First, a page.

Following the amendments made by the judicial authority of the United Arab Emirates (UAE) introduced in September through the Federal Law No. 11 of 2016 and with the adoption of the principle of the two degrees’ litigation, the Federal Supreme Court has abandoned the case of the economist and human rights’ activist Dr. Nasser Bin Ghaith. As a first step, the Federal Court of Appeal has taken over the case.
Dr. Nasser Bin Ghaith, who has been detained since august 2015, was brought before the Federal Court of Appeal on January 17, 2017, and tried for his peaceful activities on his personal Twitter account @N_BinGhaith. The charges included posts that were considered by the Emirati authorities as disrespectful and humiliating for insulting and disturbing the relation with a foreign country on the Internet. The posts were also judged prompt to encourage sedition, hatred and racism among the UAE and were damaging the national unity and social peace.
The hearing session was quickly over. The court did not allow neither the accused nor his lawyer to submit their statements and the chair, an Egyptian judge, decided to postpone Dr. Nasser bin Ghaith’s hearing session to the 22nd of February 2017.
The International Centre for Justice and Human Rights (ICJHR) recalls that preventing Dr. Nasser bin Ghaith and his lawyer from evoking his exposure to enforced disappearance, torture and ill-treatment during his detention represents a clear breach of Dr. Nasser Bin Ghaith’s rights. Moreover, the judge failed to hear the poor treatment conditions Dr. Nasser bin Ghaith has undergone due to the Al-Sadr prison authorities lack of adequate health care and denying him from his high blood pressure medication in addition to preventing him from meeting his lawyer. Therefore, by neglecting Dr. Nasser Bin Ghaith’s request to the Court to investigate into these allegations, the UAE has further violated his rights.
Moreover, the hearing session was led by an Egyptian judge assigned by the UAE authorities, which shows a refusal to give Dr. Nasser bin Ghaith a fair trial, since the charges held against Dr. Bin Ghaith consist in insulting the Republic of Egypt via twitter. The trial and the court will likely not be impartial and fair.
In fact, appointing a non- Emirati judge does not guarantee the independence of the Federal Court of Appeal. As it was highlighted by the UN Special Rapporteur on the independence of judges and lawyers, Ms. Gabriela Knaul, during her visit to the United Arab Emirates on January 27, 2014, the recruitment of foreign judges, rather than Emiratis, on the basis of temporary contracts that are annually renewed give the UAE leverage on such judges. In addition, Ms. Gabriela Knaul expressed her concern that these recruitments could be a result of pressure from the executive branch.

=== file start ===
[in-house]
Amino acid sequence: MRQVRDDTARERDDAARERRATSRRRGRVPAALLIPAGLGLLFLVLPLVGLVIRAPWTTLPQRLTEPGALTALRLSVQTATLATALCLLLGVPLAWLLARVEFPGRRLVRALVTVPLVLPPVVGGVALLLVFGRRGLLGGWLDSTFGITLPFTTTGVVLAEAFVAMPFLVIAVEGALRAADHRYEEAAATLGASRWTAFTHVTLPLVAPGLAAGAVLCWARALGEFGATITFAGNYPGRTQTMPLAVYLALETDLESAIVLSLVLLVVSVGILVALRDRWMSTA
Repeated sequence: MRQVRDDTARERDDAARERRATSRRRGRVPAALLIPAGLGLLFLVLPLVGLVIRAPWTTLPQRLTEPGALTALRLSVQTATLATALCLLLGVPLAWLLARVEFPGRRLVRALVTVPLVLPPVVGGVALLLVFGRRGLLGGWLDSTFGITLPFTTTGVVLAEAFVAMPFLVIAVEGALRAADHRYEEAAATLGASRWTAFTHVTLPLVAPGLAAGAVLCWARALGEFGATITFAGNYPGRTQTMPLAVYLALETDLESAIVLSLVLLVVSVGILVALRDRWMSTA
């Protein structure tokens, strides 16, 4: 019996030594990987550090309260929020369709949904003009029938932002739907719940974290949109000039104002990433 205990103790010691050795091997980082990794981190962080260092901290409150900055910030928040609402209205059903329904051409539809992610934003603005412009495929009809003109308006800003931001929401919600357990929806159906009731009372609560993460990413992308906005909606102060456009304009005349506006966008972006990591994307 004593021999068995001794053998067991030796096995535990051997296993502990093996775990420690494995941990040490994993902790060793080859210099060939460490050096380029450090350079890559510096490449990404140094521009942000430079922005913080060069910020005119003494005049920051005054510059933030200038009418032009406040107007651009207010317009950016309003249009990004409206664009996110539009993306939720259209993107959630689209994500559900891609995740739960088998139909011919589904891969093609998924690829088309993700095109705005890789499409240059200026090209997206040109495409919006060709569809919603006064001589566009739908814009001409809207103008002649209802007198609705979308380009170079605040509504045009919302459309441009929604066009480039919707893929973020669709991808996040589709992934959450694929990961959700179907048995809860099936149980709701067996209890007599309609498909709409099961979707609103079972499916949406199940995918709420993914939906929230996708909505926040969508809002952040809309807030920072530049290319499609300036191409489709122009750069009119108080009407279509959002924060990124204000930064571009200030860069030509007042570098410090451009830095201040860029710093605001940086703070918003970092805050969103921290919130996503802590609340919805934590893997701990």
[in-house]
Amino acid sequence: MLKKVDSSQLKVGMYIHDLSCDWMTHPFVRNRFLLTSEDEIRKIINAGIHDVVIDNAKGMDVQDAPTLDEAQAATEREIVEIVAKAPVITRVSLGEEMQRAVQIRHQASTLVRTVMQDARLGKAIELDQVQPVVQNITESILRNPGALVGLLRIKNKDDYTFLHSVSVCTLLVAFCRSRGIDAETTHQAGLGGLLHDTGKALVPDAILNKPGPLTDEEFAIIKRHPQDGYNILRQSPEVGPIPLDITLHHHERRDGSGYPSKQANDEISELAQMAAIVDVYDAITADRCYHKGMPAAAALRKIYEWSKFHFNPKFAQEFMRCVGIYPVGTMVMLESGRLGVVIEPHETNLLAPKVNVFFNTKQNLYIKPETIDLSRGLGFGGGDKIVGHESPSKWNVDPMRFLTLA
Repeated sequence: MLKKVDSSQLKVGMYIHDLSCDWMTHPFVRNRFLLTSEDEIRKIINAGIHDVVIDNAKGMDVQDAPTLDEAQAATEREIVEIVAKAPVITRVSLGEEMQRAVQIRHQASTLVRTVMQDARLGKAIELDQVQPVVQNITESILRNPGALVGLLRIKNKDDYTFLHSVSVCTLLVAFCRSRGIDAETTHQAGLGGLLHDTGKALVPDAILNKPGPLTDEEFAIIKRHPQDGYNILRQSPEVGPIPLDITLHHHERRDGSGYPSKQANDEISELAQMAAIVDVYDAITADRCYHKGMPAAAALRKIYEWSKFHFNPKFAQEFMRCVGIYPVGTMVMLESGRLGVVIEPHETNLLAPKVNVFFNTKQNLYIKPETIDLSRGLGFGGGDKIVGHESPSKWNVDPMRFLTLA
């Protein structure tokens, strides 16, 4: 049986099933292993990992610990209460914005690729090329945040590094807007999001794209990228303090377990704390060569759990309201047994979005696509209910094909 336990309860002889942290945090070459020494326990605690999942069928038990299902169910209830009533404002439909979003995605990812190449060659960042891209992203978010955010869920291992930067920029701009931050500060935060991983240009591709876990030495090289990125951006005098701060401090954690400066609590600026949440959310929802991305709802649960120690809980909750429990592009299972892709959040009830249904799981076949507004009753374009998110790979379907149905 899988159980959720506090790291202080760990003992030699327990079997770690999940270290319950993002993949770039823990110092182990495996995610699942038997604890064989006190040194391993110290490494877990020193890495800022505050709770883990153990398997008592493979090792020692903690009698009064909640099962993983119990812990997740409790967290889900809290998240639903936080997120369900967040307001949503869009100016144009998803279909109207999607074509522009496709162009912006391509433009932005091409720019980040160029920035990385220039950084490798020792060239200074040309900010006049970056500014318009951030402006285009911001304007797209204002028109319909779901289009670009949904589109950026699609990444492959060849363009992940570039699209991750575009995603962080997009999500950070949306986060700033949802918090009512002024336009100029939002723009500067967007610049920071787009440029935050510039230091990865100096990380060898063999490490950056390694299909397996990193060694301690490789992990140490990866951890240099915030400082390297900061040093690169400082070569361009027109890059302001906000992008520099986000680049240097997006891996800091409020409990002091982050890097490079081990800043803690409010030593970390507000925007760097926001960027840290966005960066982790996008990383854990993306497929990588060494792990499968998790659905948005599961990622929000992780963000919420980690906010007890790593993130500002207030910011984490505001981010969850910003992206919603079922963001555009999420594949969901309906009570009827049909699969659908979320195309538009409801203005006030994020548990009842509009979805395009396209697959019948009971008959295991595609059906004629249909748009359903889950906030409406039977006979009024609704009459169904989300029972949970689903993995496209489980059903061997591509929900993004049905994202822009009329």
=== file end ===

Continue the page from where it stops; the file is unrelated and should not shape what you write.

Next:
The International Centre for Justice and Human Rights in Geneva therefore calls upon the authorities of the United Arab Emirates to:
-Immediately and unconditionally release the academic, economist and human rights activist Dr. Nasser Bin Ghaith and all other political opponents and human rights defenders and put an end to the abuses against them that affect their human dignity.
-Provide Dr. Nasser bin Ghaith and all other detainees with fair trial guarantees and most importantly with the presumption of innocence, exclude all the statements extracted under torture and allow Dr. Bin Ghaith to receive regular visits from his lawyer visit. In addition, the UAE must commit to the relevant international standards.
-Bide by International Standards on the Protection of all Persons under any form of Detention or Imprisonment and other international human rights declarations.
-Allow the United Nations (UN) Special Rapporteur on Torture, the Working Group on Arbitrary Detention, the UN Special Rapporteur on Human Rights Defenders and the UN Special Rapporteur on the Independence of Judges and Lawyers as well as International Human Rights organizations to visit Dr. Nasser bin Ghaith in prison and to attend his trial in order to inspect the UAE officials’ conformity with the relevant international standards.